38 “Therefore, my friends, I want you to know that through Jesus the forgiveness of sins is proclaimed to you. 39 Through him everyone who believes is set free from every sin, a justification you were not able to obtain under the law of Moses. 40 Take care that what the prophets have said does not happen to you:

41 “‘Look, you scoffers,
    wonder and perish,
for I am going to do something in your days
    that you would never believe,
    even if someone told you.’[e]

42 As Paul and Barnabas were leaving the synagogue, the people invited them to speak further about these things on the next Sabbath. 43 When the congregation was dismissed, many of the Jews and devout converts to Judaism followed Paul and Barnabas, who talked with them and urged them to continue in the grace of God.

44 On the next Sabbath almost the whole city gathered to hear the word of the Lord. 45 When the Jews saw the crowds, they were filled with jealousy. They began to contradict what Paul was saying and heaped abuse on him.

46 Then Paul and Barnabas answered them boldly: “We had to speak the word of God to you first. Since you reject it and do not consider yourselves worthy of eternal life, we now turn to the Gentiles. 47 For this is what the Lord has commanded us:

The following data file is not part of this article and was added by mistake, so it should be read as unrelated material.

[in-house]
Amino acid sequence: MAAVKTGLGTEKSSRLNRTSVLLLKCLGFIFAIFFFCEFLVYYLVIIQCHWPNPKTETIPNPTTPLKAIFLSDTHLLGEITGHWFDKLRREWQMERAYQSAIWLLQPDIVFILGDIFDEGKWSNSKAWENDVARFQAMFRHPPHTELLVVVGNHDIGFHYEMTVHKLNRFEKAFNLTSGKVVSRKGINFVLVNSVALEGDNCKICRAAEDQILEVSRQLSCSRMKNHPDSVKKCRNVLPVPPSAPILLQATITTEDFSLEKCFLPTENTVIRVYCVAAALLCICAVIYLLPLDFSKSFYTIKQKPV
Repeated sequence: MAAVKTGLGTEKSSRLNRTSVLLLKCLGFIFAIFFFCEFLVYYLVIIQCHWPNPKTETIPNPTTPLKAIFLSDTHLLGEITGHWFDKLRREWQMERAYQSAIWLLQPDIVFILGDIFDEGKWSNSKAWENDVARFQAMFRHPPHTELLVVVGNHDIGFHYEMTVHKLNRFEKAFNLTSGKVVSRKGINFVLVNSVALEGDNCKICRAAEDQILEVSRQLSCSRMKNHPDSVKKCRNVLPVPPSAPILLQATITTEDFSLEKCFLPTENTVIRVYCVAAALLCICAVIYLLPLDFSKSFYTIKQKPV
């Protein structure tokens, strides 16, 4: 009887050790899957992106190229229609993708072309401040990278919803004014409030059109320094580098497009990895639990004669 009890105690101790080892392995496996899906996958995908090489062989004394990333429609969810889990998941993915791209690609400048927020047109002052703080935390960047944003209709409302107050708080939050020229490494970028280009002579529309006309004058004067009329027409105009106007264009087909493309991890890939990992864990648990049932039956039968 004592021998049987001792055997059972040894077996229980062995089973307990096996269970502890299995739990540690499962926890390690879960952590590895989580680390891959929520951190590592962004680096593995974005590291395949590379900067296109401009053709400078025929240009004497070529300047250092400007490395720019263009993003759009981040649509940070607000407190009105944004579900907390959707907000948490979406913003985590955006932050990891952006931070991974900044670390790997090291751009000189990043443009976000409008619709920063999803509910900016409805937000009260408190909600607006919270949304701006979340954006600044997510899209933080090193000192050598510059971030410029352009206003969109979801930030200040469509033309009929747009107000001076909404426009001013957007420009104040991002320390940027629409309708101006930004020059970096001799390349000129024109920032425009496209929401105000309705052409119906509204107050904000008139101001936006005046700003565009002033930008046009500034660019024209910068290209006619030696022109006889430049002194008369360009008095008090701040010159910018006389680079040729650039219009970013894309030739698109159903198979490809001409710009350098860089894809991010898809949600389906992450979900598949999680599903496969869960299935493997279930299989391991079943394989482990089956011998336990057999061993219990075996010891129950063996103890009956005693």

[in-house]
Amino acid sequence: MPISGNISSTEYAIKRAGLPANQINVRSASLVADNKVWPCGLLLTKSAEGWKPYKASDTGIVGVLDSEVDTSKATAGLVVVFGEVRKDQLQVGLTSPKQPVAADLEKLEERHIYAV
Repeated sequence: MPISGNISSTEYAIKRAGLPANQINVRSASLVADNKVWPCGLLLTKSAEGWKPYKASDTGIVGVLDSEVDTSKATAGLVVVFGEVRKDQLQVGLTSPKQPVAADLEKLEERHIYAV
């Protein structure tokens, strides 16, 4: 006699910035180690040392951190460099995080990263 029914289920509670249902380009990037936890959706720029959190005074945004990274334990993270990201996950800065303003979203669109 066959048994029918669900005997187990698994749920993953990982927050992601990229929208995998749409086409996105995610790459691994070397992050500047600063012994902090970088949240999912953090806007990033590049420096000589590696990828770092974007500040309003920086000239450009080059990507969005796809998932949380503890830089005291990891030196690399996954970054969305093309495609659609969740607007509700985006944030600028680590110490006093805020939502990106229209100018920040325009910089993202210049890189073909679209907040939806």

“‘I have made you[f] a light for the Gentiles,
    that you[g] may bring salvation to the ends of the earth.’[h]

48 When the Gentiles heard this, they were glad and honored the word of the Lord; and all who were appointed for eternal life believed.

49 The word of the Lord spread through the whole region. 50 But the Jewish leaders incited the God-fearing women of high standing and the leading men of the city. They stirred up persecution against Paul and Barnabas, and expelled them from their region. 51 So they shook the dust off their feet as a warning to them and went to Iconium. 52 And the disciples were filled with joy and with the Holy Spirit.

Footnotes:

  1. Acts 13:18 Some manuscripts he cared for them
  2. Acts 13:33 Psalm 2:7
  3. Acts 13:34 Isaiah 55:3
  4. Acts 13:35 Psalm 16:10 (see Septuagint)
  5. Acts 13:41 Hab. 1:5
  6. Acts 13:47 The Greek is singular.
  7. Acts 13:47 The Greek is singular.
  8. Acts 13:47 Isaiah 49:6
New International Version (NIV)

Holy Bible, New International Version®, NIV® Copyright ©1973, 1978, 1984, 2011 by Biblica, Inc.® Used by permission. All rights reserved worldwide.